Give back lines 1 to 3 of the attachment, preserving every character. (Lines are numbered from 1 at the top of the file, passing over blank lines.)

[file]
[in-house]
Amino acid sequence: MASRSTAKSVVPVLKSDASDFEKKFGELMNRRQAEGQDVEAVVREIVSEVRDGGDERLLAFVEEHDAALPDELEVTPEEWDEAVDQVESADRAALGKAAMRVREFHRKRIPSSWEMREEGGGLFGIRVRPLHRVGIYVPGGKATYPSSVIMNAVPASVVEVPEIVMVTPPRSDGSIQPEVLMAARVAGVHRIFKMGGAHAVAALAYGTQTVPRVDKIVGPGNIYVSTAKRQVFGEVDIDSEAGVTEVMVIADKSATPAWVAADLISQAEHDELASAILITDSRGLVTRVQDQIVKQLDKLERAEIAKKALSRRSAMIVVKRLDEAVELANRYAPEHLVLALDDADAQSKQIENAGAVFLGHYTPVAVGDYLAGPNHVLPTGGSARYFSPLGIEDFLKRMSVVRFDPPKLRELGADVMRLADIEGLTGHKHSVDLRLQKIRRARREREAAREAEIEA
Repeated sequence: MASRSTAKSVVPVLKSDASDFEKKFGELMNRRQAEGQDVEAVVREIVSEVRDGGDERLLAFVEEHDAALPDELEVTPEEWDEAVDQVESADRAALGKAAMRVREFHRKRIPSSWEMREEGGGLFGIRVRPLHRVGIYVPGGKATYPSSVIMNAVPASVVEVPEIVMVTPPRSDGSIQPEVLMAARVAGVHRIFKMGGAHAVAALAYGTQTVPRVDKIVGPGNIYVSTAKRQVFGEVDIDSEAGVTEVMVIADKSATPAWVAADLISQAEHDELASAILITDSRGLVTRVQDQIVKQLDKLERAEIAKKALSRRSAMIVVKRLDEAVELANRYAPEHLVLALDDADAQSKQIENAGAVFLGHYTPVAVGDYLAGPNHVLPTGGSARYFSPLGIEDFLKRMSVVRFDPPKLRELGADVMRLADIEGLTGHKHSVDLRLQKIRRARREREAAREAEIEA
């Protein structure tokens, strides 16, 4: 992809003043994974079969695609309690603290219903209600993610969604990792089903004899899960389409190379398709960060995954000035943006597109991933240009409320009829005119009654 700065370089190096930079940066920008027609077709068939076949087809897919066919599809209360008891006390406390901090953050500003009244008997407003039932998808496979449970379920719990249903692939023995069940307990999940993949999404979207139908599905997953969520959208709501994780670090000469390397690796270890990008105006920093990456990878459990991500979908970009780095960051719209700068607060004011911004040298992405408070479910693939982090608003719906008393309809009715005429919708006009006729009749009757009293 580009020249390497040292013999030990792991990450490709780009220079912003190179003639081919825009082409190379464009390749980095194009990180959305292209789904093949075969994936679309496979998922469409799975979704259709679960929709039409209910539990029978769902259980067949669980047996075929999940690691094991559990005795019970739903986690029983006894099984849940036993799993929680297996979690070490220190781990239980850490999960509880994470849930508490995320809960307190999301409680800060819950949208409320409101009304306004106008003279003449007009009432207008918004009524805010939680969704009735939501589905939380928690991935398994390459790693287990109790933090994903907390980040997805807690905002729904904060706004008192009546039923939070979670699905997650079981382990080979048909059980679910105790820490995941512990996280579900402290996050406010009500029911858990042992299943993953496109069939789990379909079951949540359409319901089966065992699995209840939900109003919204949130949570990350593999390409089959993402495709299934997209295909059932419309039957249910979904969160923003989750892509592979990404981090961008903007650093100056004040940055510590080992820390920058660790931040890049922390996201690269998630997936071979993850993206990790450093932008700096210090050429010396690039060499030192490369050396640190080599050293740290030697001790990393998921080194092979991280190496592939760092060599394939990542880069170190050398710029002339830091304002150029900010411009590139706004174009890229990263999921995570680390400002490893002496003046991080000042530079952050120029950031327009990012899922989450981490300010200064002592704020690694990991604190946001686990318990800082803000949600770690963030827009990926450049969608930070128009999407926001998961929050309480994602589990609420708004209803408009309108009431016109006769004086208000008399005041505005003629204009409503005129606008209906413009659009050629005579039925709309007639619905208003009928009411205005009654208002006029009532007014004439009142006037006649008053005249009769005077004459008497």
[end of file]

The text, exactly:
[in-house]
Amino acid sequence: MASRSTAKSVVPVLKSDASDFEKKFGELMNRRQAEGQDVEAVVREIVSEVRDGGDERLLAFVEEHDAALPDELEVTPEEWDEAVDQVESADRAALGKAAMRVREFHRKRIPSSWEMREEGGGLFGIRVRPLHRVGIYVPGGKATYPSSVIMNAVPASVVEVPEIVMVTPPRSDGSIQPEVLMAARVAGVHRIFKMGGAHAVAALAYGTQTVPRVDKIVGPGNIYVSTAKRQVFGEVDIDSEAGVTEVMVIADKSATPAWVAADLISQAEHDELASAILITDSRGLVTRVQDQIVKQLDKLERAEIAKKALSRRSAMIVVKRLDEAVELANRYAPEHLVLALDDADAQSKQIENAGAVFLGHYTPVAVGDYLAGPNHVLPTGGSARYFSPLGIEDFLKRMSVVRFDPPKLRELGADVMRLADIEGLTGHKHSVDLRLQKIRRARREREAAREAEIEA
Repeated sequence: MASRSTAKSVVPVLKSDASDFEKKFGELMNRRQAEGQDVEAVVREIVSEVRDGGDERLLAFVEEHDAALPDELEVTPEEWDEAVDQVESADRAALGKAAMRVREFHRKRIPSSWEMREEGGGLFGIRVRPLHRVGIYVPGGKATYPSSVIMNAVPASVVEVPEIVMVTPPRSDGSIQPEVLMAARVAGVHRIFKMGGAHAVAALAYGTQTVPRVDKIVGPGNIYVSTAKRQVFGEVDIDSEAGVTEVMVIADKSATPAWVAADLISQAEHDELASAILITDSRGLVTRVQDQIVKQLDKLERAEIAKKALSRRSAMIVVKRLDEAVELANRYAPEHLVLALDDADAQSKQIENAGAVFLGHYTPVAVGDYLAGPNHVLPTGGSARYFSPLGIEDFLKRMSVVRFDPPKLRELGADVMRLADIEGLTGHKHSVDLRLQKIRRARREREAAREAEIEA